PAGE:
According to the ACCRA Cost of Living Index (the most reliable source of city-to-city comparisons of key consumer costs available anywhere) the cost of living in Tennessee is 10 percent less than the national average.
This means that on average, housing, food and groceries, transportation, utilities, health care, and miscellaneous expenses such as clothing, service, and entertainment are 10 percent less than the national average.
Don't just take our word for it... use the ACCRA Cost of Living calculator below and compare our 14 Retire Tennessee counties to your community.
Tennessee has no state property tax. Property taxes are locally determined and collected.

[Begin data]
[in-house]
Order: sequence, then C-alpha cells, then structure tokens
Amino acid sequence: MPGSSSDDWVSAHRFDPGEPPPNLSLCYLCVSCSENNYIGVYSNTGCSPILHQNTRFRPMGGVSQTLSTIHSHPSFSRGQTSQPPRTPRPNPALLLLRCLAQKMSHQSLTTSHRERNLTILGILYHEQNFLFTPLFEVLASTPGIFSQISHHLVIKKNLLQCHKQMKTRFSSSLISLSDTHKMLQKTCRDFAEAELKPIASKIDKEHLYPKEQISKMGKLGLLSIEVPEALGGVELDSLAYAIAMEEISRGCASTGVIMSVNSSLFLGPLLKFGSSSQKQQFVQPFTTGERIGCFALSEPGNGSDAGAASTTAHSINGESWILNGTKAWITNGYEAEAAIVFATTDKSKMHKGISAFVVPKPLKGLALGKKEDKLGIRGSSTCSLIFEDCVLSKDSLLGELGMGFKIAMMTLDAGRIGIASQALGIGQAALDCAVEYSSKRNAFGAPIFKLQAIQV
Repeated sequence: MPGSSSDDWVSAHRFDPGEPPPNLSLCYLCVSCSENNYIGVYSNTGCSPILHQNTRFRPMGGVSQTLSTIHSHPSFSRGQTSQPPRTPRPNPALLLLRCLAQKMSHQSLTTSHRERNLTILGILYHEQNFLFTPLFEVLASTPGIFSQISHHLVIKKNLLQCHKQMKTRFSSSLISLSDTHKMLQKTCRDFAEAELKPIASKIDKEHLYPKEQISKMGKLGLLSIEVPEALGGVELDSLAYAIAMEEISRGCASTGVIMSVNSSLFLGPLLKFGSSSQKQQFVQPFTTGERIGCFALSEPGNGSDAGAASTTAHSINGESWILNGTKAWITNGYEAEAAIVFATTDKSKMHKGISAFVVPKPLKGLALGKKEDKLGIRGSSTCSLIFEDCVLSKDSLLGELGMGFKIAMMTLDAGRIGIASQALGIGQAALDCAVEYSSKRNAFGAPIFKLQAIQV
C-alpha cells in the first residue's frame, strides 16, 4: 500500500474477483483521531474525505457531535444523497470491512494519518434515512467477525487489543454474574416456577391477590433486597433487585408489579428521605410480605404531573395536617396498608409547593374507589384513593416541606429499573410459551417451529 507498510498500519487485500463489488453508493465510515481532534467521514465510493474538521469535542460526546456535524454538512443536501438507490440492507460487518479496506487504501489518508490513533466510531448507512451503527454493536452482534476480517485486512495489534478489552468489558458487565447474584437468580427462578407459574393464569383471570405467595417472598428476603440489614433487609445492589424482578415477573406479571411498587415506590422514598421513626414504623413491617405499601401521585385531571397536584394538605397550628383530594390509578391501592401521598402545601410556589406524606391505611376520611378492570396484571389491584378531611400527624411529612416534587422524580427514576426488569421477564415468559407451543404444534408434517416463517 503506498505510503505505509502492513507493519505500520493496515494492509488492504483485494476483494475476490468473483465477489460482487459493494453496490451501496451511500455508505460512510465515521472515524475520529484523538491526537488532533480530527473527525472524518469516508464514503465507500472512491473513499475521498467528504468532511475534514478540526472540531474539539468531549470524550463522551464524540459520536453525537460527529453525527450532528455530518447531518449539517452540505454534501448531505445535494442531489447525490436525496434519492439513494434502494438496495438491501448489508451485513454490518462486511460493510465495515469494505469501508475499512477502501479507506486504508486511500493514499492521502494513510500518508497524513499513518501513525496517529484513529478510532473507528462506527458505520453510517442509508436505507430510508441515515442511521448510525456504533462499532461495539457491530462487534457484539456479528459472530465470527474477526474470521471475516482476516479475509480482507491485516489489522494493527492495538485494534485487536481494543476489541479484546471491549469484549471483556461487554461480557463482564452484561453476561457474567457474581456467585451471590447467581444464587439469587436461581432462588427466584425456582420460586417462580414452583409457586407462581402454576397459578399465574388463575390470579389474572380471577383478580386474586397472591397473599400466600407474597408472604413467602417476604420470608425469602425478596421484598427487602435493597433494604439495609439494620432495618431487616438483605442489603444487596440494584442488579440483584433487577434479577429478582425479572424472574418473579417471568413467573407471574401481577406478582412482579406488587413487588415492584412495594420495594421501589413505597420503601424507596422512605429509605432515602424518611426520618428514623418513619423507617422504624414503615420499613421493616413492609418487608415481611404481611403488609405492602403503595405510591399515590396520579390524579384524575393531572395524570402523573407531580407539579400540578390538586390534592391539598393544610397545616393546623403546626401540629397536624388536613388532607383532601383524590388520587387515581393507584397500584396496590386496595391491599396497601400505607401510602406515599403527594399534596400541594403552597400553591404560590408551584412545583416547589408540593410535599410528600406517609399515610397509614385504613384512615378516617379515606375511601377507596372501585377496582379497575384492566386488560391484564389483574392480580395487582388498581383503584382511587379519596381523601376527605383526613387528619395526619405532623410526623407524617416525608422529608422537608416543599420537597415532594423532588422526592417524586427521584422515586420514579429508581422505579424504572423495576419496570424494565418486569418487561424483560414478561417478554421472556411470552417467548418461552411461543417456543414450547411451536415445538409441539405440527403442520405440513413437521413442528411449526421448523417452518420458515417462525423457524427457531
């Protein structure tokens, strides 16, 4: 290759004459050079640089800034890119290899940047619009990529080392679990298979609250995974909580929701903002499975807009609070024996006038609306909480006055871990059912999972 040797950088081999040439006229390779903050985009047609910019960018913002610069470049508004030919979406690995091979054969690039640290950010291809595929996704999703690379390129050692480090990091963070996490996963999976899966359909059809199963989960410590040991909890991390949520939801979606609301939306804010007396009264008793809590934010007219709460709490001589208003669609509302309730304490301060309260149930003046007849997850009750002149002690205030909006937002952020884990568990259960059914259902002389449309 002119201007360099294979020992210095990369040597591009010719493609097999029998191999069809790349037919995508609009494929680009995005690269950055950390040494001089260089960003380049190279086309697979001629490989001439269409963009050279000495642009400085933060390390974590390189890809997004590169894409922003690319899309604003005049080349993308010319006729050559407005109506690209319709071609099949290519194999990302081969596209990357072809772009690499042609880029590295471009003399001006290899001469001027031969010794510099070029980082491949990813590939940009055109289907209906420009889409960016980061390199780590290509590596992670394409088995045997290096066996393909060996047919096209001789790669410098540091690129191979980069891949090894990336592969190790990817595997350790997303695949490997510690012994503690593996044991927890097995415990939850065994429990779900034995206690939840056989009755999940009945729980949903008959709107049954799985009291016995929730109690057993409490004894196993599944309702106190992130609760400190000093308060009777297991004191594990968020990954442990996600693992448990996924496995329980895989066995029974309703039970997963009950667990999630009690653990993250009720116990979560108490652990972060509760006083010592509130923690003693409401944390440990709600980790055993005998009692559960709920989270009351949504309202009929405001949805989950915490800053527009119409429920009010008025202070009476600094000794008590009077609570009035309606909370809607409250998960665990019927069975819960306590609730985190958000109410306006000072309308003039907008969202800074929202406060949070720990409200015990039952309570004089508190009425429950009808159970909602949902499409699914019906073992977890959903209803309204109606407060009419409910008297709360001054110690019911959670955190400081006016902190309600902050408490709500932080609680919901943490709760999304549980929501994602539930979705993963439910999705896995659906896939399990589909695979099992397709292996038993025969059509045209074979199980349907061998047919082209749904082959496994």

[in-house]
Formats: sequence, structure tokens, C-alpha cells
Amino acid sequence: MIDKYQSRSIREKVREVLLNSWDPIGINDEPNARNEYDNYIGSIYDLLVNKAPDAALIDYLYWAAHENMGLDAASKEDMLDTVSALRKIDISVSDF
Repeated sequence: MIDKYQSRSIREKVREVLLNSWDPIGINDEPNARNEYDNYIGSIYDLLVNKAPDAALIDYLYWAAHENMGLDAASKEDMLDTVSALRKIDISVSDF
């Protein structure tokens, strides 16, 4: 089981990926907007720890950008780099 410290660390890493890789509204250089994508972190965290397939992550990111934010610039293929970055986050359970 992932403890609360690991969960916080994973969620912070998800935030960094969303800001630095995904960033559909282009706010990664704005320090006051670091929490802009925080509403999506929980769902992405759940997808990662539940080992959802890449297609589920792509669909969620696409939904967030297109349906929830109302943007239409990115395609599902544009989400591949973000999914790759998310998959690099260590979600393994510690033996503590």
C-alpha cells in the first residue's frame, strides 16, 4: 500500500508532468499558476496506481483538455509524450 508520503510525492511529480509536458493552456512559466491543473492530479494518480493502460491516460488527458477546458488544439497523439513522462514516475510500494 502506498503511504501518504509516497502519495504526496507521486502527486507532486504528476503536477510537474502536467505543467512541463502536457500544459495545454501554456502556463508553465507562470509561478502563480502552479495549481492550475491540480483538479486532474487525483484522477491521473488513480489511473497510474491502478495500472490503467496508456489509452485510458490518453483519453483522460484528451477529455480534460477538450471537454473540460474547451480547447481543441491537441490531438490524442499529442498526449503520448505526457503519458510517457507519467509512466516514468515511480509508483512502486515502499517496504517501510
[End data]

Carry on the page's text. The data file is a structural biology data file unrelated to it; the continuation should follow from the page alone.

The Tennessee state tax is six percent on food and food ingredients and seven percent on all other tangible personal property, unless specifically exempted. There is no tax on prescription drugs.
Tennessee cities and counties have the option of imposing an additional local option sales tax.
Visit the Tennessee Department of Revenue, to obtain more information about Tennessee taxes.
There is no state personal income tax in Tennessee. However, there is the Hall income tax strictly on interest from bonds and notes and dividends from stock. Beginning with tax year 2012, the annual Hall Income Tax standard income exemptions for taxpayers 65 years of age or older increases from $16,200 to $26,200 for single filers and from $27,000 to $37,000 for joint filers. http://www.tn.gov/revenue/tntaxes/
Local taxes are set by the local government.